Before we get too excited, we must confess to not owning any. Here’s what we said last year:
“AXE hits just about all of our key criteria: niche dominance, rapid growth, and cheap valuation. The only thing it’s missing is two consecutive quarters of profits.”
And it’s still missing that… Revenues have gone straight down — including a 53% decline in their last reported quarter.
Bottom Line: The news with GE is exciting but we liked this stock a lot better when it traded for less than the value of an empty shell. We need to see growth and cash flows to invest — not just sexy stories. We’re watching this one from the sidelines.
4) AirIQ (IQ.V)
What it does: AirIQ sells GPS tracking systems that allow owners of vehicle fleets to manage their assets.
In our analysis last year, we assumed the transition from the 2G sunset was complete. We called 3G technology a positive. We thought obsolescence from a low-cost app was their big risk. We were off here.
Revenues grew 10% in Q4 16, 12% in Q1 17, but then turned flat in Q2 and declined 12.5% in Q3. That’s not a trend we like to see. IQ still cites the 2G transition in the MD&A as a driver. And they note a delayed roll-out with a major customer. That’s why revenues declined in their latest quarter.
Bottom Line: IQ should hit an inflection point where 2G customer phases out and growth from 3G sales take off. We just don’t know when that will be. We’re happy to wait until we see things have turned in the financials.
5) Sangoma Technologies (STC.V )
What it does: Sangoma makes hardware and software that enables various forms of enterprise communication to interface with each other. Think office telephones that link to the internet.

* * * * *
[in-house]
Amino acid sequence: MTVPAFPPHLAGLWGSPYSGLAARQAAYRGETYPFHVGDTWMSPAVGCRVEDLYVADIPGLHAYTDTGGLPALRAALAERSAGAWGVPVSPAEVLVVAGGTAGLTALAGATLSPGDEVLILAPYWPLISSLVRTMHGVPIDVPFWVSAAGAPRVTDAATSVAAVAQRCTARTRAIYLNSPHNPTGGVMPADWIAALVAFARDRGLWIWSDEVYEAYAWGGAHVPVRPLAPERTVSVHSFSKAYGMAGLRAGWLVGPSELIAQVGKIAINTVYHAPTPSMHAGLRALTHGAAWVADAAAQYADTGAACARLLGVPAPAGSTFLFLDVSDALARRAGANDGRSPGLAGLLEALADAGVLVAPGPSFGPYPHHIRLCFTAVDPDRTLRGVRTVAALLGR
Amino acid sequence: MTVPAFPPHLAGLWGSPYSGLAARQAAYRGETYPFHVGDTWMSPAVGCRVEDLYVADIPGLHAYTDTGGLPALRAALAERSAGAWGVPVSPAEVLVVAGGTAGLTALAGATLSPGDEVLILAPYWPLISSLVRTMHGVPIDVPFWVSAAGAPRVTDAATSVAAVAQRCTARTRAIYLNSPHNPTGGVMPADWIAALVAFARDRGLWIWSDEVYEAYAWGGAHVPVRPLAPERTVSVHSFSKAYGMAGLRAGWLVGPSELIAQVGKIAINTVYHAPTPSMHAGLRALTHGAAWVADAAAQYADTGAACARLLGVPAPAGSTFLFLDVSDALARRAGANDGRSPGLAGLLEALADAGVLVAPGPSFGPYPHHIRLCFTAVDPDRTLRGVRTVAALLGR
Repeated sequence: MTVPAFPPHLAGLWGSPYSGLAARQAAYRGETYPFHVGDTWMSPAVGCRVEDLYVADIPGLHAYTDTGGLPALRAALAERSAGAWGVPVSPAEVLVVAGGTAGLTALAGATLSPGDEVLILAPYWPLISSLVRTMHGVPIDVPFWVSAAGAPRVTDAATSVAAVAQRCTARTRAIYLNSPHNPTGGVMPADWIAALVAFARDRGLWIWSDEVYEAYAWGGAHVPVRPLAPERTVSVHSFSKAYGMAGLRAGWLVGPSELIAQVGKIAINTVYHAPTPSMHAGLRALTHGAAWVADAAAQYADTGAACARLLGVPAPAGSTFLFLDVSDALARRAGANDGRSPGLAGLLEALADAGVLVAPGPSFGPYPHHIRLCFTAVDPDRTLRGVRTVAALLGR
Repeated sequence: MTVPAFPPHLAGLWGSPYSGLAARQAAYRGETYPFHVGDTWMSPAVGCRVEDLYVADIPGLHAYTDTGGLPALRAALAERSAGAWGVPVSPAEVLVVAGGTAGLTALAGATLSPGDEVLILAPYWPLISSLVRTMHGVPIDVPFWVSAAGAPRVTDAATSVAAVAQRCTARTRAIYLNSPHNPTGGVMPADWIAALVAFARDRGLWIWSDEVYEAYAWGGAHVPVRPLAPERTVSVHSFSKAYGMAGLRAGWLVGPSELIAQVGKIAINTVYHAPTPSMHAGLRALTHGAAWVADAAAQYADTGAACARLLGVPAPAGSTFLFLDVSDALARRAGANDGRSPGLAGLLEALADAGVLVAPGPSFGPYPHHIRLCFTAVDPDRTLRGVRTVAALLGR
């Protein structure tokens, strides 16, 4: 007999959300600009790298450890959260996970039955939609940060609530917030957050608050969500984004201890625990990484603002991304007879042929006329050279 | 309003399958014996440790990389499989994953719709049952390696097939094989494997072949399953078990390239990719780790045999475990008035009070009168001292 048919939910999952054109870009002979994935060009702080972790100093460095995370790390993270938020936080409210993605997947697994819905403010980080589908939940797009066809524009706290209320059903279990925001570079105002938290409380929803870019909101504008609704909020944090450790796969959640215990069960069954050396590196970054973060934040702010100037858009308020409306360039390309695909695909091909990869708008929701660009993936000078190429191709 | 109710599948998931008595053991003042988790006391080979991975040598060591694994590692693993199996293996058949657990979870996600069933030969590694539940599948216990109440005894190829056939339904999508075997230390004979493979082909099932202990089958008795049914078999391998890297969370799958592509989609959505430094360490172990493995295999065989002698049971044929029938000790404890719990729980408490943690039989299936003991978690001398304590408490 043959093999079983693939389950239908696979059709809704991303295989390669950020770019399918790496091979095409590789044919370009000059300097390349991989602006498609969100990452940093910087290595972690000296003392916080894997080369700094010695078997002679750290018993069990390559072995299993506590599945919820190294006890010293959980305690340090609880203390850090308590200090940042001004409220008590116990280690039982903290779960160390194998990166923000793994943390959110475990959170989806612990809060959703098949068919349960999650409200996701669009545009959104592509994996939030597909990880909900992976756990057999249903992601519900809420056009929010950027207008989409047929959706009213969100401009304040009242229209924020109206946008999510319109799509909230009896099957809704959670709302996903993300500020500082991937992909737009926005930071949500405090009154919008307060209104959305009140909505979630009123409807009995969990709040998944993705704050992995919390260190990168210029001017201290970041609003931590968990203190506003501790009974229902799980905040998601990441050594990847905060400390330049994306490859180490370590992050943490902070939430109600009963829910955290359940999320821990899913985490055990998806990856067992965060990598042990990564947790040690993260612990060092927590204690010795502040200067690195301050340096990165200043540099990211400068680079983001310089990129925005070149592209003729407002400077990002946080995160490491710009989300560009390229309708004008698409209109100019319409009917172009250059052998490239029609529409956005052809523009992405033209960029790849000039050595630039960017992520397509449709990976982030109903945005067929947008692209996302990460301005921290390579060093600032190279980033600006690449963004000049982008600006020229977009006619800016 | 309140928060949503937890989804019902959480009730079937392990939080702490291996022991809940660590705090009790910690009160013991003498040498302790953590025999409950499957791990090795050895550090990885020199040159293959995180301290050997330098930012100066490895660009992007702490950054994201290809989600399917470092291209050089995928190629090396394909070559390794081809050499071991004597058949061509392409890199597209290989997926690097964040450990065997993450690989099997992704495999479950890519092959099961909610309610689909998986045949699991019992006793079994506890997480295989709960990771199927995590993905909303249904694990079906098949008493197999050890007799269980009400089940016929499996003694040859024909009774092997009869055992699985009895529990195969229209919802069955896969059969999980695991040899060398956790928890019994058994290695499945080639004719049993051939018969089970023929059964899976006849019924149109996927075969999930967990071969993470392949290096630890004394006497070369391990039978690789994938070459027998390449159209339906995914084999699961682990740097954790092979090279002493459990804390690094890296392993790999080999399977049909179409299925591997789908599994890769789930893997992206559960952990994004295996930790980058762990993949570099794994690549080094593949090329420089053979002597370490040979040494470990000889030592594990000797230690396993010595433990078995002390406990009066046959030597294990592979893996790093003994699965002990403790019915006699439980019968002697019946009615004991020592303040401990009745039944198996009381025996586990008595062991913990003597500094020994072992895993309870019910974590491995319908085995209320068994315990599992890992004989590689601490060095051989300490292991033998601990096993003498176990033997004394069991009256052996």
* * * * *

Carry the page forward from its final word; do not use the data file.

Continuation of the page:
We’ve known this company for a long time. We also know the patience needed with STC. Patience we didn’t have. We sold out years ago after STC failed to deliver consistent growth.
Patience can pay off in this game. STC was our 5th best performer. Shares are up over 100% from our profile price. Here’s why:
● Q2 17 revenues $6.6 million, +29% y/y. 8th consecutive quarter of revenue growth
● Q1 revenues $5.9 million +24%
● Q4 revenues $6.1 million +14%
● Q3 revenues $5.3 million, +11%
Bottom Line: STC has proven game-changing acquisitions do exist. Their purchases of Schmooze and Rochbocks in January 2015 have paid off. Growth is accelerating and STC has returned to profitability. This one will be at the top of our watch list throughout 2017.
6) Appulse (APL.V)
What it does: Appulse’s business is as simple as it gets. They sell centrifuges — both new machines and parts to maintain them. A centrifuge is a machine that spins particles at high speeds. It’s often used to spin liquids to separate solids from them.
This one is a simple — and boring — business. Those can be our favorites as investors tend to yawn and pass on them. Unfortunately APL’s financials have been as boring as it’s business:
● Q3 revenues $2.17 million, +1.2% y/y
● Q2 revenues $2.2 million, +23% y/y
● Q1 revenues $1.8 million, -13% y/y
Bottom Line: While APL is diversifying into other industries, their fate is still tied to the oil & gas business. Until oil sees a stronger recovery, we don’t see APL delivering the growth we need to invest.
7) Redishred Capital (KUT.V)
What it does: Redishred owns and operates a network of document shredding stores.
This is another one we’ve followed for years. Here’s what we said in our Top 10 list:
“Redishred is one of those stocks that seems to always be atop our watchlist — but never quite makes it to purchase. It posts consistent headline revenue growth and profits, and has a solid recurring business. But we are always left wondering how much of their growth is organic and how much must be bought through acquisitions. We’d need to get comfortable KUT can continue to grow profitably and organically before starting a position.”